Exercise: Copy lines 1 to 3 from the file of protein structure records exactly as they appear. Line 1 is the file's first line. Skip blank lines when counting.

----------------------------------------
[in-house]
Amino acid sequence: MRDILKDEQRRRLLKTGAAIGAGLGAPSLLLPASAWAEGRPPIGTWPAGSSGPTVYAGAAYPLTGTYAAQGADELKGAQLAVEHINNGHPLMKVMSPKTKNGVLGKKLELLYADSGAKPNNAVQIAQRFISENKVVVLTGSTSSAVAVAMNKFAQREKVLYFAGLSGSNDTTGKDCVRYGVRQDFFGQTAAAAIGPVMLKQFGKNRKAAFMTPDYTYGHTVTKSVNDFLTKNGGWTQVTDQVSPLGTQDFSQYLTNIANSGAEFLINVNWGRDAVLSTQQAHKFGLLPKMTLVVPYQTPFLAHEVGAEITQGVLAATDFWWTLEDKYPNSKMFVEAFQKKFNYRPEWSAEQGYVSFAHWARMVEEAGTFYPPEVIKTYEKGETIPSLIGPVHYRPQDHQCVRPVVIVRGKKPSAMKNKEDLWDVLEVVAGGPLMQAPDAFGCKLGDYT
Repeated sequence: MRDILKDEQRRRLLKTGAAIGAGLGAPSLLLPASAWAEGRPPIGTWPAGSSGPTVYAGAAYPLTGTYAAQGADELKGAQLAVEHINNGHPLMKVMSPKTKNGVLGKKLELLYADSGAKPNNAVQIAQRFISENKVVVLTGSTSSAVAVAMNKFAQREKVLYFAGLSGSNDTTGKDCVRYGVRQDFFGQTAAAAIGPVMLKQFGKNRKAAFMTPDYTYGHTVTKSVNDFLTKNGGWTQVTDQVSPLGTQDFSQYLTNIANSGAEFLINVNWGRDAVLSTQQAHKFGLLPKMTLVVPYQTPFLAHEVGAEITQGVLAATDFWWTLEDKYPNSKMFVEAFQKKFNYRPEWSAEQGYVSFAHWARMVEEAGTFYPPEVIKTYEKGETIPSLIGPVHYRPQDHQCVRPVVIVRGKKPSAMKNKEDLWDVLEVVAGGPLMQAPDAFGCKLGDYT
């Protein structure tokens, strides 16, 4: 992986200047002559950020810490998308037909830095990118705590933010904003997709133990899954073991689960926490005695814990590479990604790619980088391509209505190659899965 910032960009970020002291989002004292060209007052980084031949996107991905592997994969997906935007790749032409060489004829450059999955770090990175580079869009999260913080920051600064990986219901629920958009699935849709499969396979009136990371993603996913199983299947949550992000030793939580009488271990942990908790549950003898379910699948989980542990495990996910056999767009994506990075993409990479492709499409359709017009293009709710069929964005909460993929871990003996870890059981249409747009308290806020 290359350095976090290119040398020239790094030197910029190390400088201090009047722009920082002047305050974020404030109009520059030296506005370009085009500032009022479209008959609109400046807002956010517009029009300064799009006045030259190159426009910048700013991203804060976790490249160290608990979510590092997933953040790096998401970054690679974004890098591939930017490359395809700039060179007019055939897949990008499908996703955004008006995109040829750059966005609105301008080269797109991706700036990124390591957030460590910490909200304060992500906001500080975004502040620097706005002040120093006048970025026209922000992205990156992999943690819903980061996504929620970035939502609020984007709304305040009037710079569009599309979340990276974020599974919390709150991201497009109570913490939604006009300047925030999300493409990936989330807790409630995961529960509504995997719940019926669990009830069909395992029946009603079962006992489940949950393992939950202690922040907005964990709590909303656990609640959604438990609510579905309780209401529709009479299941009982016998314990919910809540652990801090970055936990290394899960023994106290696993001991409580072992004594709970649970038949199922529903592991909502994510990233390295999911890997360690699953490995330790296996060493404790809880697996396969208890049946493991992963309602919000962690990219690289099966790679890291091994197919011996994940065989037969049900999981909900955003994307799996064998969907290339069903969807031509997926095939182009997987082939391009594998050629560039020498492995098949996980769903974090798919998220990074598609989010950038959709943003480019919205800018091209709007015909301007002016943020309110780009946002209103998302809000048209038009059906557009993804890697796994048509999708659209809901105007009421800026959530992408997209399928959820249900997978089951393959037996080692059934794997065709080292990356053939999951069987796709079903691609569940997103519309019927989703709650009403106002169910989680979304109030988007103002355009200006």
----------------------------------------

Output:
[in-house]
Amino acid sequence: MRDILKDEQRRRLLKTGAAIGAGLGAPSLLLPASAWAEGRPPIGTWPAGSSGPTVYAGAAYPLTGTYAAQGADELKGAQLAVEHINNGHPLMKVMSPKTKNGVLGKKLELLYADSGAKPNNAVQIAQRFISENKVVVLTGSTSSAVAVAMNKFAQREKVLYFAGLSGSNDTTGKDCVRYGVRQDFFGQTAAAAIGPVMLKQFGKNRKAAFMTPDYTYGHTVTKSVNDFLTKNGGWTQVTDQVSPLGTQDFSQYLTNIANSGAEFLINVNWGRDAVLSTQQAHKFGLLPKMTLVVPYQTPFLAHEVGAEITQGVLAATDFWWTLEDKYPNSKMFVEAFQKKFNYRPEWSAEQGYVSFAHWARMVEEAGTFYPPEVIKTYEKGETIPSLIGPVHYRPQDHQCVRPVVIVRGKKPSAMKNKEDLWDVLEVVAGGPLMQAPDAFGCKLGDYT
Repeated sequence: MRDILKDEQRRRLLKTGAAIGAGLGAPSLLLPASAWAEGRPPIGTWPAGSSGPTVYAGAAYPLTGTYAAQGADELKGAQLAVEHINNGHPLMKVMSPKTKNGVLGKKLELLYADSGAKPNNAVQIAQRFISENKVVVLTGSTSSAVAVAMNKFAQREKVLYFAGLSGSNDTTGKDCVRYGVRQDFFGQTAAAAIGPVMLKQFGKNRKAAFMTPDYTYGHTVTKSVNDFLTKNGGWTQVTDQVSPLGTQDFSQYLTNIANSGAEFLINVNWGRDAVLSTQQAHKFGLLPKMTLVVPYQTPFLAHEVGAEITQGVLAATDFWWTLEDKYPNSKMFVEAFQKKFNYRPEWSAEQGYVSFAHWARMVEEAGTFYPPEVIKTYEKGETIPSLIGPVHYRPQDHQCVRPVVIVRGKKPSAMKNKEDLWDVLEVVAGGPLMQAPDAFGCKLGDYT